UI testing with Jest and Puppeteer: an introduction

October 29, 2017 0 Comments

UI testing with Jest and Puppeteer: an introduction

 

 

I started to consider testing with Jest and Puppeteer right after the library came out. Puppeteer has quite an interesting API.

Testing with Jest and Puppeteer

In the following post I’ll introduce you to a basic UI test for a contact form.

We will testing with Jest and Puppeteer. Even if it’s still under development and the API could be subject to changes, Puppeteer is here to stay.

I was writing some tests last day and at the very same time I’ve come across a post by Kent C. Dodds.

Making your UI tests resilient to change” explains how to use  data-*attribute to make UI testing less fragile.

The data-*attributes are basically custom data attributes you can define on almost every HTML element. This is useful especially for exchanging data with Javascript.

Kent came at the right time because in all honesty I was doing something like:

await page.waitForSelector("#contact-form"); await page.click("#name"); await page.type("#name", user.name);

(you know, I’m more on the back-end side of things)

While I’m still not sold about using data-* for testing I must admit it is a good approach nonetheless. It’s beneficial for larger applications but for now I’ll stick with the classical way of selecting elements.

UI testing with Jest and Puppeteer: testing a contact form

My goal is to test a contact form for a landing page that I’m building.

Consider this:

UI testing with Jest and Puppeteer: testing a contact form

It has the following elements:

  1. a name input
  2. an email input
  3. a phone input
  4. a textarea
  5. a privacy checkbox
  6. a submit button

What do I want to test?

Testing the above form means asserting that a user can submit a contact request.

UI testing with Jest and Puppeteer: setting up the project

Let’s take a look at the tooling.

Testing with Jest and Puppeteer

Jest: a testing framework by Facebook. Jest provides a platform for automated testing along with a basic assertion library (Expect).

Puppeteer: a Node.js library for controlling headless Chrome. It’s rather new but it is a good time to check it out and see how it could fit inside your workflow.

Faker: a Node.js library for generating random data. Names, phones, addresses. Yeah, it’s kind of like Faker for PHP.

If you have already a project in place install the libraries with:

npm i jest puppeteer faker --save-dev

Installing Puppeteer will take some time because it ships with its own version of Chromium.

Chromium is the open source browser behind Chrome. Chromium and Chrome shares almost the same functionalities minus some license details.

Once the installation is done configure Jest in package.json. The testcommand should point to the Jest executable:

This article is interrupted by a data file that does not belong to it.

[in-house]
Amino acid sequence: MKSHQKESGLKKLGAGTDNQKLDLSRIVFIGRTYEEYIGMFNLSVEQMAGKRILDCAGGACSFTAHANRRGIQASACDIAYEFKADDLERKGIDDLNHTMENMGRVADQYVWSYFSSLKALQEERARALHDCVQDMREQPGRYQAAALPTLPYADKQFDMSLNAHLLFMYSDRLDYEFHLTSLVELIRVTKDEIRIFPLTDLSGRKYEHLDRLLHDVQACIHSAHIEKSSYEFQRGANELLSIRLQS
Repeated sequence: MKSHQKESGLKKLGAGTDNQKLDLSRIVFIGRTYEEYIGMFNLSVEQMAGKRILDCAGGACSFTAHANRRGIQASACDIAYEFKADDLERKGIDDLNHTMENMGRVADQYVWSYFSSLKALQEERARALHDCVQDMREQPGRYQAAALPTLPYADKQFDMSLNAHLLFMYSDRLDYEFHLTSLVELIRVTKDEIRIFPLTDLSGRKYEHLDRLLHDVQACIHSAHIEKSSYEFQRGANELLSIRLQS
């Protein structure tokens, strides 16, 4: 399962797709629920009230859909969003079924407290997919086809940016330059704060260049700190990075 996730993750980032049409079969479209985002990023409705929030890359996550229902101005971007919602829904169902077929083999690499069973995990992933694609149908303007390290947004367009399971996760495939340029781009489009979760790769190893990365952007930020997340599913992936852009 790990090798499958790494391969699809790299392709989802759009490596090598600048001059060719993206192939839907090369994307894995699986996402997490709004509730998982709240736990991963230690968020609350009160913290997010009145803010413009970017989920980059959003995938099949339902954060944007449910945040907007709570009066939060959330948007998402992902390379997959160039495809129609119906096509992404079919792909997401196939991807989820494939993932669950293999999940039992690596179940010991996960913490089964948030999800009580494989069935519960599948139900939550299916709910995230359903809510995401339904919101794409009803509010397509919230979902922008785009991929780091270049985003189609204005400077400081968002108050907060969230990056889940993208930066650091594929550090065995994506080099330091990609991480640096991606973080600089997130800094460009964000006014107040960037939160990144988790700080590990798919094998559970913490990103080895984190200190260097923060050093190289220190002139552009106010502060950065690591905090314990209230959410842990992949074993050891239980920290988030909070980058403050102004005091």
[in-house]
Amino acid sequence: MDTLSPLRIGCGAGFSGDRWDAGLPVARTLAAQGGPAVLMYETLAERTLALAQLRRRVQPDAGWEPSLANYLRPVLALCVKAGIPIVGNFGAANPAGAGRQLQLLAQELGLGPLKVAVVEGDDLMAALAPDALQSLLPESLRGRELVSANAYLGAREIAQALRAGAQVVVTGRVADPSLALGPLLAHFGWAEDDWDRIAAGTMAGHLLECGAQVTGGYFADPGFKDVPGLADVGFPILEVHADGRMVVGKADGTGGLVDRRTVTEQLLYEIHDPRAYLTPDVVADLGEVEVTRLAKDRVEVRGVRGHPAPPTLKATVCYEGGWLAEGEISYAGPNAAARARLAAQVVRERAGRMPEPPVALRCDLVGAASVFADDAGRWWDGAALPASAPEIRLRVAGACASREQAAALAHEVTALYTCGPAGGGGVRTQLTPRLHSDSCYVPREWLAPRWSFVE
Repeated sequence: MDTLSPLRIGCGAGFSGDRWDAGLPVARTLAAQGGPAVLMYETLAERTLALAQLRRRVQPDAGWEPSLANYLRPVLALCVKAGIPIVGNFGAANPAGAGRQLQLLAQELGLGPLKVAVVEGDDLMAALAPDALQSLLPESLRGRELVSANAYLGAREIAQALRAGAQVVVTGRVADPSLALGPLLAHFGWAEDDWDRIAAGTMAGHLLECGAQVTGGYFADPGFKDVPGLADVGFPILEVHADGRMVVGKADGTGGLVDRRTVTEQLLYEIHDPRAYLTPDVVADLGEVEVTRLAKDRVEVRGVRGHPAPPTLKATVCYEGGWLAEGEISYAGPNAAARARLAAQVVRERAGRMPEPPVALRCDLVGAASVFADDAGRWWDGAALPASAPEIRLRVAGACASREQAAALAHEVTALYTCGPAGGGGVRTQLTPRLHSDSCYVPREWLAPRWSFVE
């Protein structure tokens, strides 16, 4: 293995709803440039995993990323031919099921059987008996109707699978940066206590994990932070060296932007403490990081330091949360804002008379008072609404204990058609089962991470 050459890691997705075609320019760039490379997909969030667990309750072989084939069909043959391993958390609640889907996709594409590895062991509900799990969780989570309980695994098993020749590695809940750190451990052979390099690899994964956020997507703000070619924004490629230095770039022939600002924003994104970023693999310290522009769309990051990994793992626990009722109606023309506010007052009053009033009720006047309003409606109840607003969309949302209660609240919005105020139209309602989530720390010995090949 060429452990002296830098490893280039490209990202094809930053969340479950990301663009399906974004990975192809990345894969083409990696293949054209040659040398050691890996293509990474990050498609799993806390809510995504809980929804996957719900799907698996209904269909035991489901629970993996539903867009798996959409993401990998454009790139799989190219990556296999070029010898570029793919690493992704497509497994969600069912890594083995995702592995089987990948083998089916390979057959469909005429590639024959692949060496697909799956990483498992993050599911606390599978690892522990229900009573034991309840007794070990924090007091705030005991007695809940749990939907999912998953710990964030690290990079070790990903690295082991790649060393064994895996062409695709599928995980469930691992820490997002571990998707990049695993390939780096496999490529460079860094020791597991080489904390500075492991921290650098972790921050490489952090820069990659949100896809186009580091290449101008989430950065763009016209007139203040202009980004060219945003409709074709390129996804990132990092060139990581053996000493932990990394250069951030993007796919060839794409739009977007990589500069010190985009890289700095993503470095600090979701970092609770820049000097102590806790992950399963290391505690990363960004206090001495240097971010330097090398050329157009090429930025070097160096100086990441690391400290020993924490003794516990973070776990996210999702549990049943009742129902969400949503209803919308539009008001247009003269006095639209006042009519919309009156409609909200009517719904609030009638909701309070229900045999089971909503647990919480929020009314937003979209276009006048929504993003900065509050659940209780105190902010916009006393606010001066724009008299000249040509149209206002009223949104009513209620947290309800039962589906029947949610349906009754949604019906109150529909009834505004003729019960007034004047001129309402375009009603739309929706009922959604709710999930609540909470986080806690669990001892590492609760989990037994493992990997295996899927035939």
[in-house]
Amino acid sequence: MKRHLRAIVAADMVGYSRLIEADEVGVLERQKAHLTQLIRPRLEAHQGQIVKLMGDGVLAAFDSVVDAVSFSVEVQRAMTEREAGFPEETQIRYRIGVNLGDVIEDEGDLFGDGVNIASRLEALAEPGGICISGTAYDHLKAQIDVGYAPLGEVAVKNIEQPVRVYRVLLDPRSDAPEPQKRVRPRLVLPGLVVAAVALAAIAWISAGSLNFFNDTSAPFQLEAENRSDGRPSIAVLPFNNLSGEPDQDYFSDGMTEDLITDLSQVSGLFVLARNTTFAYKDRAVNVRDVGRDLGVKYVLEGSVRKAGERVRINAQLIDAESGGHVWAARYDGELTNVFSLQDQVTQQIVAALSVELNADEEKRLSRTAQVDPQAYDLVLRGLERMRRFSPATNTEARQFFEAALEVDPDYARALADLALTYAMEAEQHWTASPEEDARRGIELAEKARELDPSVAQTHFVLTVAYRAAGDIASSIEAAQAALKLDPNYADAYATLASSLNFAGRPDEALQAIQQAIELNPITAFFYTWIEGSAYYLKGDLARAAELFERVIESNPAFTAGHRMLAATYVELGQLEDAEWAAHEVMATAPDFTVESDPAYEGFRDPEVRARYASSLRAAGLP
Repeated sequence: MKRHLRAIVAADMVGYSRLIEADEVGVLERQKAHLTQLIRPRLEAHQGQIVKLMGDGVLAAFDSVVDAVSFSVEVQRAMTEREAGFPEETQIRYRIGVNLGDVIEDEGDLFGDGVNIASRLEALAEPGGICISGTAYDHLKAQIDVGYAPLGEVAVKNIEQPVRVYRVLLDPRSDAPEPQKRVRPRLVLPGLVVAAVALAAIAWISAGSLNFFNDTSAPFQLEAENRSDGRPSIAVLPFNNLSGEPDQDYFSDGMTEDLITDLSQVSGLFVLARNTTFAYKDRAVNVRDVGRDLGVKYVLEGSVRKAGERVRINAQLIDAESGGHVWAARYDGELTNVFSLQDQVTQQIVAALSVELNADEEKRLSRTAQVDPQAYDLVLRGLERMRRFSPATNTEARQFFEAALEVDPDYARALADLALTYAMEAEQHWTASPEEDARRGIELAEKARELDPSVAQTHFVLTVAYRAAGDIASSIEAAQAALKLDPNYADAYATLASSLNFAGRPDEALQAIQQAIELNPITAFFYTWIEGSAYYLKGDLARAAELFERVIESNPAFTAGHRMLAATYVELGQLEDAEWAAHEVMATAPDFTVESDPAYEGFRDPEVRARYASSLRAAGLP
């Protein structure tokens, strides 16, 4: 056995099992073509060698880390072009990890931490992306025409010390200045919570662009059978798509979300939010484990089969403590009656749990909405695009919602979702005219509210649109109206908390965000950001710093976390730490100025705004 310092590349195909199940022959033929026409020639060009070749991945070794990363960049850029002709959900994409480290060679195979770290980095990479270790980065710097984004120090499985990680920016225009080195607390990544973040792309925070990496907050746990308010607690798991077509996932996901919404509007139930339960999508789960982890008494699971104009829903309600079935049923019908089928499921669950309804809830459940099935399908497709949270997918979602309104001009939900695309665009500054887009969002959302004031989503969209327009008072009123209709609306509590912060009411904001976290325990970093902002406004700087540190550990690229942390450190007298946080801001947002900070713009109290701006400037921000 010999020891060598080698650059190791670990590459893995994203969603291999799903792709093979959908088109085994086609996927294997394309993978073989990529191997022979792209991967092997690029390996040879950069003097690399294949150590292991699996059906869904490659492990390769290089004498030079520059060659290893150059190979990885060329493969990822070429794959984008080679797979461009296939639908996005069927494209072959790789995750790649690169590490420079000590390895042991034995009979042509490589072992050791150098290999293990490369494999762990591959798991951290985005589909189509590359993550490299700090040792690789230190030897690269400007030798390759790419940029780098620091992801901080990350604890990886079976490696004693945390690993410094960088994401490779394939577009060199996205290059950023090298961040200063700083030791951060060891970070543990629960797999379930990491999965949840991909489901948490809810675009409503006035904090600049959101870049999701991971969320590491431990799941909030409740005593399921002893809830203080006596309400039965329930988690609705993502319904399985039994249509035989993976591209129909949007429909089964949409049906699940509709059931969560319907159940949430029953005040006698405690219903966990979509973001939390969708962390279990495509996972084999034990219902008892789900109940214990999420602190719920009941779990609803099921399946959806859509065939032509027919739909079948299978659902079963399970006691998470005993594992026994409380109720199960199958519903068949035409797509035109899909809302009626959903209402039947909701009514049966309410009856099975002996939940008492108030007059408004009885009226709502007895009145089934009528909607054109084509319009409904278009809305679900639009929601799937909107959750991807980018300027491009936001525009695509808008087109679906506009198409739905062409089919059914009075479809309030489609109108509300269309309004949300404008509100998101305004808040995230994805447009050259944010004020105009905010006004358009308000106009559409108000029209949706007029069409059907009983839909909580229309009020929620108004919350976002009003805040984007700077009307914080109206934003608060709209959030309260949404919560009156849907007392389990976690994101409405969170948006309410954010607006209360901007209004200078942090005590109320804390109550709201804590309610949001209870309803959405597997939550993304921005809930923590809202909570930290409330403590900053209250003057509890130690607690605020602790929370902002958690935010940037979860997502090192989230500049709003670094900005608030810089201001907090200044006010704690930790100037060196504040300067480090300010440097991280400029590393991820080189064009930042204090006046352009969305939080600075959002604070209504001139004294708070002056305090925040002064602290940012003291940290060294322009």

"scripts": { "test": "jest" }

Also, in Jest I would like to write:

import puppeteer from "puppeteer";

To do so we need Babel for Jest. Let’s pull the dependencies in with:

npm i babel-core babel-jest babel-preset-es2015 --save-dev

and create a new file named .babelrcinside your project folder:

{ "presets": ["es2015"] }

With this in in place we can start to write a simple test.

UI testing with Jest and Puppeteer: writing the actual test

To start create a new directory inside your project folder: it could be testor spec. Then create a new file named form.spec.jsinside the same directory.

Now rather than throwing a lot of code at you I will break the test down starting from the import section. At the end we’ll see how the entire file looks like.

In order, import Faker and Puppeteer:

import faker from "faker"; import puppeteer from "puppeteer";

Configure the form url (you may want to test a development version on localhost rather than contacting the real website):

const APP = "https://www.change-this-to-your-website.com/contact-form.html";;

Create a fake user with Faker:

const lead = { name: faker.name.firstName(), email: faker.internet.email(), phone: faker.phone.phoneNumber(), message: faker.random.words() };

Define some variables for Puppeteer:

let page; let browser; const width = 1920; const height = 1080;

Define how Puppeteer should behave :

beforeAll(async () => { browser = await puppeteer.launch({ headless: false, slowMo: 80, args: [`--window-size=${width},${height}`] }); page = await browser.newPage(); await page.setViewport({ width, height }); }); afterAll(() => { browser.close(); });

Both beforeAll and afterAll are Jest methods. In brief, before running any test we must spawn a browser with Puppeteer. Then, a new page could be opened with browser.newPage().

When the test suite finishes running the browser must be closed with browser.close().

You’re not limited to beforeAll and afterAll, check out the Jest documentation to see what’s available. Anyway, it’s better to have one browser instance for the entire test suite rather than opening and closing a browser for every test.

A few things to note about the above code:

you can see I’m launching Chrome in its own window with headless: false. It’s because I needed to record a video to show you how the test works.

In real life you don’t want to see the actual browser. Simply remove all the options from within the launch() method.

Same for setViewport(), you can remove it. Or even better, you could set up two different environments: one for visual debugging and another for headless testing. Learn how.

Now we’re ready to define the actual test: